What Information Will a Statistician Need to Help Me With a Sample Size Calculation?
As an investigator, one of the most pressing questions during the planning phase of a clinical trial is the sample size. It is desirable and necessary to include your statistician in the discussion of trial design well before the topic of sample size is broached, particularly in the case of innovative or adaptive designs. Although there are a multitude of available designs, we will focus on the 2-arm, superiority trial design wherein 2 groups of subjects are compared with respect to a given outcome of interest.
The foundation of a trial design is the hypothesis of interest. At the end of the trial, one of two conclusions is possible: (1) there is sufficient evidence that the 2 groups are different (ie, reject the null hypothesis) or (2) there is NOT sufficient evidence that the 2 groups are different (ie, fail to reject the null hypothesis). Given this hypothesis, the first step is to define a primary end point that will be used to test the hypothesis. For example, if the null hypothesis states that there is no difference in the proportion of deaths between the treatment and control group, then the primary end point must be the proportion of deaths. Once the primary end point has been identified, it is important to discuss the trial design that will be used to collect information on the primary outcome (eg, parallel, factorial, or crossover designs). For the purpose of this article, it is assumed that investigators have already discussed these design issues with the statistician and are now ready to calculate the required sample size given the design parameters. We begin with the key components of a sample size calculation—statistical significance level and clinical effect size; we then expand the discussion with inflation of the sample size for protocol nonadherence and additional concerns for studies using adaptive designs.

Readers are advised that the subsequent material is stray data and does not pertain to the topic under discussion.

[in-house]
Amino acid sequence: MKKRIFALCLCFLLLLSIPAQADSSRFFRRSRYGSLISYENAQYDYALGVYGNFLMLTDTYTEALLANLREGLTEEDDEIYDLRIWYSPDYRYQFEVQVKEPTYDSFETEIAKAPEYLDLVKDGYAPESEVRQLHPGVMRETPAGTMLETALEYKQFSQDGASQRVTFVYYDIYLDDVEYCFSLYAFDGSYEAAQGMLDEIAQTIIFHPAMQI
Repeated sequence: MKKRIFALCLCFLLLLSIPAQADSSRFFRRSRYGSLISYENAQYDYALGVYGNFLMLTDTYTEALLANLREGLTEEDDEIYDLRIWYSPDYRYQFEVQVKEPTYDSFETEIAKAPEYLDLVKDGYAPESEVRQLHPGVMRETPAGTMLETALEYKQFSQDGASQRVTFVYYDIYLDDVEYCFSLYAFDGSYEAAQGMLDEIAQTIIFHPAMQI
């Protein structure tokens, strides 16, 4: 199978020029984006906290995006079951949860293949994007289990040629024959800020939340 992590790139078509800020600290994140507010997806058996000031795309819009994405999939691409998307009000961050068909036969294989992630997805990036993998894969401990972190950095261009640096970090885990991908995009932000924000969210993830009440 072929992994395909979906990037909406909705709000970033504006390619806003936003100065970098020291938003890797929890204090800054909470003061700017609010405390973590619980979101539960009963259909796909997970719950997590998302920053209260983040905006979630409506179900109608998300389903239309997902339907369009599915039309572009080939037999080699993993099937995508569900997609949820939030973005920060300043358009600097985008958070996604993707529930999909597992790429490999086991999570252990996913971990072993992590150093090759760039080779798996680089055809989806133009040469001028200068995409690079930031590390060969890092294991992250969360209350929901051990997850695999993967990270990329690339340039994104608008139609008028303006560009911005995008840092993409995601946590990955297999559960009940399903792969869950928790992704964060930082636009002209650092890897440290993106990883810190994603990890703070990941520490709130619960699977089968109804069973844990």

Sample Size Calculations
All power calculations can be generalized to consisting of 2 components, the degree of certainty with which to test the stated hypothesis (statistical significance and power) and the expected difference between the 2 treatment arms measured in the trial (clinical effect size).
Statistical Significance and Power
When the clinical effect size is small or the variability in the effect is large, the sample size of the trial must increase to accurately reflect the population. By sampling, we assume that the sample is representative of the population. If our assumption is correct, then the result observed in the trial is valid. Conversely, if the assumption is incorrect, there are 2 ways we can make an error (Table).
In the first case, no difference exists but the conclusion at the end of the trial rejects the null hypothesis; this is referred to as the type I error probability. By specifying the type I error probability, we declare the degree of confidence in an estimate. For most trials, this is set at 5%, which can be interpreted as a 5% chance that the null hypothesis is rejected when no difference exists (ie, false-positive error) and is equivalent to a 95% confidence interval. When multiple hypothesis tests are conducted using the same data, investigators must ensure that all tests are controlled at this same type I error probability (global type I error probability) using multiplicity adjustments. The choice of type I error is somewhat arbitrary and could be made more or less stringent depending on the risks and benefits of the trial.1